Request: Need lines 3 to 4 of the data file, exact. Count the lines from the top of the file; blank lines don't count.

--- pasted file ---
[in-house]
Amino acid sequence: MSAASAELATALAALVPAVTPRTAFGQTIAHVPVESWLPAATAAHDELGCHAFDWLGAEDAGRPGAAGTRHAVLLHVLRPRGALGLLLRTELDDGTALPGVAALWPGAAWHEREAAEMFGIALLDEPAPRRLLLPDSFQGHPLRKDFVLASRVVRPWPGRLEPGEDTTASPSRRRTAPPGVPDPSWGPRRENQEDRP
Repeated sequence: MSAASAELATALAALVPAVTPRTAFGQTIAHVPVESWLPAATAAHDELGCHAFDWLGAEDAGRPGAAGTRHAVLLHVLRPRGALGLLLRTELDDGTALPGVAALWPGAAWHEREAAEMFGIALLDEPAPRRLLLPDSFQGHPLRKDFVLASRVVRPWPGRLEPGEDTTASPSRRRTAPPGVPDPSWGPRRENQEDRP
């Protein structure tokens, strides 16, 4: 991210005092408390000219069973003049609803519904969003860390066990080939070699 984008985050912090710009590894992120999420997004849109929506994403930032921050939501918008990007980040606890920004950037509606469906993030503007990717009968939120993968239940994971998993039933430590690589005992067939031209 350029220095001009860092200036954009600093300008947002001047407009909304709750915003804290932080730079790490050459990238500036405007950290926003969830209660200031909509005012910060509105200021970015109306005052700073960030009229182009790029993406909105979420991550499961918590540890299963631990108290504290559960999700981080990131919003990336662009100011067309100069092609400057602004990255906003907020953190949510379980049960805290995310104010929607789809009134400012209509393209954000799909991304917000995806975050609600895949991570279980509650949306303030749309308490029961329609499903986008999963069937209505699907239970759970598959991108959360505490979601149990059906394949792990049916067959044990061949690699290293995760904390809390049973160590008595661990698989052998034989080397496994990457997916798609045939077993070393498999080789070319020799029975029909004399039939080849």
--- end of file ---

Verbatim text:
Repeated sequence: MSAASAELATALAALVPAVTPRTAFGQTIAHVPVESWLPAATAAHDELGCHAFDWLGAEDAGRPGAAGTRHAVLLHVLRPRGALGLLLRTELDDGTALPGVAALWPGAAWHEREAAEMFGIALLDEPAPRRLLLPDSFQGHPLRKDFVLASRVVRPWPGRLEPGEDTTASPSRRRTAPPGVPDPSWGPRRENQEDRP
């Protein structure tokens, strides 16, 4: 991210005092408390000219069973003049609803519904969003860390066990080939070699 984008985050912090710009590894992120999420997004849109929506994403930032921050939501918008990007980040606890920004950037509606469906993030503007990717009968939120993968239940994971998993039933430590690589005992067939031209 350029220095001009860092200036954009600093300008947002001047407009909304709750915003804290932080730079790490050459990238500036405007950290926003969830209660200031909509005012910060509105200021970015109306005052700073960030009229182009790029993406909105979420991550499961918590540890299963631990108290504290559960999700981080990131919003990336662009100011067309100069092609400057602004990255906003907020953190949510379980049960805290995310104010929607789809009134400012209509393209954000799909991304917000995806975050609600895949991570279980509650949306303030749309308490029961329609499903986008999963069937209505699907239970759970598959991108959360505490979601149990059906394949792990049916067959044990061949690699290293995760904390809390049973160590008595661990698989052998034989080397496994990457997916798609045939077993070393498999080789070319020799029975029909004399039939080849």